New York City, together with 40 other city and State governments and national health organizations, has announced the launch of the National Salt Reduction Initiative (NSRI). The NSRI is a voluntary initiative to reduce the levels of salt and sodium in both packaged foods and restaurant foods. Its goal is to reduce sodium in packaged foods and restaurant foods by 25% over 5 years, thereby reducing sodium intake in the U.S. population by 20% over the same period. The NSRI claims that a sodium reduction of this magnitude would prevent tens of thousands of premature deaths each year.
The initiative is being coordinated by New York City but includes 26 other city and State government agencies and 17 national health organizations (including the American Medical Association and American Heart Association). In addition, the NSRI claims that Federal agencies are aware of the initiative and supportive of its work. According to press reports, so far only a few companies (e.g., Subway, A&P) have committed to meeting the NSRI salt reduction targets. The NSRI is modeled on a similar program in the United Kingdom.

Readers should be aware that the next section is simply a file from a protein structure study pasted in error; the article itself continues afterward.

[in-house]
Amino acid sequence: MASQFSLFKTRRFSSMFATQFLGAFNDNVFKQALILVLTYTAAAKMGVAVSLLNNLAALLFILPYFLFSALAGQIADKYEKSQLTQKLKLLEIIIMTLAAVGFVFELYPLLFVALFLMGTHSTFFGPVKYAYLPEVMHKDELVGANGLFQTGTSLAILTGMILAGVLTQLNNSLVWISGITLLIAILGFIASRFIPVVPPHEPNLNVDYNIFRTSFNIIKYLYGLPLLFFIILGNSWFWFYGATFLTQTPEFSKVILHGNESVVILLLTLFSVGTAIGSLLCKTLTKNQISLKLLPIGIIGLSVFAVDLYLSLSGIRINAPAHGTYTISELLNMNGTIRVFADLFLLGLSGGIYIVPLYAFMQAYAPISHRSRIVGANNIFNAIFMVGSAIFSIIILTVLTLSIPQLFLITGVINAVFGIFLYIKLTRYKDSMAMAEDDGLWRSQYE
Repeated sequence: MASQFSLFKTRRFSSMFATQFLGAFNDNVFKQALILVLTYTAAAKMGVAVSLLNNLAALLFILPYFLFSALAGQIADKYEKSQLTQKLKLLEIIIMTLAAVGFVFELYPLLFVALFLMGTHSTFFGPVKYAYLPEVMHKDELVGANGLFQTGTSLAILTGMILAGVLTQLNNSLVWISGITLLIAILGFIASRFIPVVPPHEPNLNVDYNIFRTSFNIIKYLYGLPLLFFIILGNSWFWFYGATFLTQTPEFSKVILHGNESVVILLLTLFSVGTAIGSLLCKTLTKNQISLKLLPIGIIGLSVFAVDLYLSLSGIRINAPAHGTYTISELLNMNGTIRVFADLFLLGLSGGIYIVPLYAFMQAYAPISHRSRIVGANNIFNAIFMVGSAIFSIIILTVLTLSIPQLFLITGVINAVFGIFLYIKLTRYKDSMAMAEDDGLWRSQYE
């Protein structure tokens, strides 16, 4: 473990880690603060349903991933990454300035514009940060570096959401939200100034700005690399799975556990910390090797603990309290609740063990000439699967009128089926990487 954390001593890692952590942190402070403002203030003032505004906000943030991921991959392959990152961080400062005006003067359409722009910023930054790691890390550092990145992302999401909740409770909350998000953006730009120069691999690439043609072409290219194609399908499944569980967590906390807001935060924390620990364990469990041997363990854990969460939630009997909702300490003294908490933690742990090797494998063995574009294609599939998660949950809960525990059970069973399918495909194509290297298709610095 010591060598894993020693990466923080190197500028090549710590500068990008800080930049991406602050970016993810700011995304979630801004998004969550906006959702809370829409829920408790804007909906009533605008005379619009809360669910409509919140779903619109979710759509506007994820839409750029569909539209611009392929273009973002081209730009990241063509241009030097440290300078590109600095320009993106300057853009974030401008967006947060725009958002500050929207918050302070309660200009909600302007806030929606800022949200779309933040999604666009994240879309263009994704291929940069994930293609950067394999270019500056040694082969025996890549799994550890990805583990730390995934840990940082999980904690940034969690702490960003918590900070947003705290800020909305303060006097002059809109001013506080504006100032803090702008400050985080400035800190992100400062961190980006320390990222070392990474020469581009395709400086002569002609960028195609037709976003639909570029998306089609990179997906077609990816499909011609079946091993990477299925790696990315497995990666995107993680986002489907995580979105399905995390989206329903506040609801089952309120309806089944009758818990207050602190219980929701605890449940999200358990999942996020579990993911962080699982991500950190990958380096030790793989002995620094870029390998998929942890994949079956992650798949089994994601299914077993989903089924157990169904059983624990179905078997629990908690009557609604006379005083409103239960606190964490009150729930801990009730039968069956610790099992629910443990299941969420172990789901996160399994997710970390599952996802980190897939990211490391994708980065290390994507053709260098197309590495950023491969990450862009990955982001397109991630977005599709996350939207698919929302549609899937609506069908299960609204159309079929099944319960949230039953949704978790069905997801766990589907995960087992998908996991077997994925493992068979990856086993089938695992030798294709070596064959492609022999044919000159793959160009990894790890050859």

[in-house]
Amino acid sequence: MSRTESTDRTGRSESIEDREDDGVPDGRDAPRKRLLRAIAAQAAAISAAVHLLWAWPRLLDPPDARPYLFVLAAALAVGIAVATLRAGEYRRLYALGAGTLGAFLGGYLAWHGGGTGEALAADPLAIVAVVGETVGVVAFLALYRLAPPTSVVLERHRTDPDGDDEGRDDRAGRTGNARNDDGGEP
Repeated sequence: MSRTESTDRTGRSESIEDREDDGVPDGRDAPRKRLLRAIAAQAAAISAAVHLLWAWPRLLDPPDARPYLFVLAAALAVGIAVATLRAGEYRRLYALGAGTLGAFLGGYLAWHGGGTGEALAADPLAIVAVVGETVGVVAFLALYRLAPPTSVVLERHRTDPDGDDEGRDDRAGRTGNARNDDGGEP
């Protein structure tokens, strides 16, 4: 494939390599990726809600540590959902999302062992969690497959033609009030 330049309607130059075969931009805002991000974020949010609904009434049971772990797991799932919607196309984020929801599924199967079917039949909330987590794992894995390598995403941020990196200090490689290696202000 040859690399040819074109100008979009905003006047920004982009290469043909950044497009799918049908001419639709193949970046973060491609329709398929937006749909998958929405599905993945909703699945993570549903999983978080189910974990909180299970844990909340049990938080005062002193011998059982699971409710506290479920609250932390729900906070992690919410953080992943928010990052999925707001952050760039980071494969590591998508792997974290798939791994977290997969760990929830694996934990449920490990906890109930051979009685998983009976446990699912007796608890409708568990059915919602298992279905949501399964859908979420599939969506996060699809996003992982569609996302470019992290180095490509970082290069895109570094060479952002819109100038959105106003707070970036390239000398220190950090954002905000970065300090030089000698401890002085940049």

If a company signs on to the initiative, it commits to meeting phased-in sodium reduction targets for its products: one target that must be met by 2012, and a lower target that must be met by 2014. The NSRI has stated that the proposed targets released were the result of a year of consultations with the food industry. The NSRI will accept comments on the proposed targets until Feb. 1, 2010, and will issue final targets in the spring.
The NSRI has developed a database that it will use to monitor sodium levels, and determine whether companies are meeting their targets. The NSRI database will also monitor levels of other key ingredients and nutrients such as fats, sugars, and calories. The database links nutrition data and sales data to UPC codes, allowing the NSRI to calculate sales-weighted mean sodium levels for each food category.
The NSRI will publicly recognize companies that participate and that meet their targets. Companies that commit to targets but fail to meet them will be asked to submit documentation explaining why they could not meet the target and a timeframe for meeting the target.
While the NSRI claims that the proposed sodium targets are realistic, it should be noted that some of the proposed targets for 2014 would require substantial reductions in sodium content. For example, the proposed targets call for sodium reductions of about 20% in peanut butter, 30–40% in breakfast cereals, 25% in restaurant pizzas, and 25% in restaurant French fries.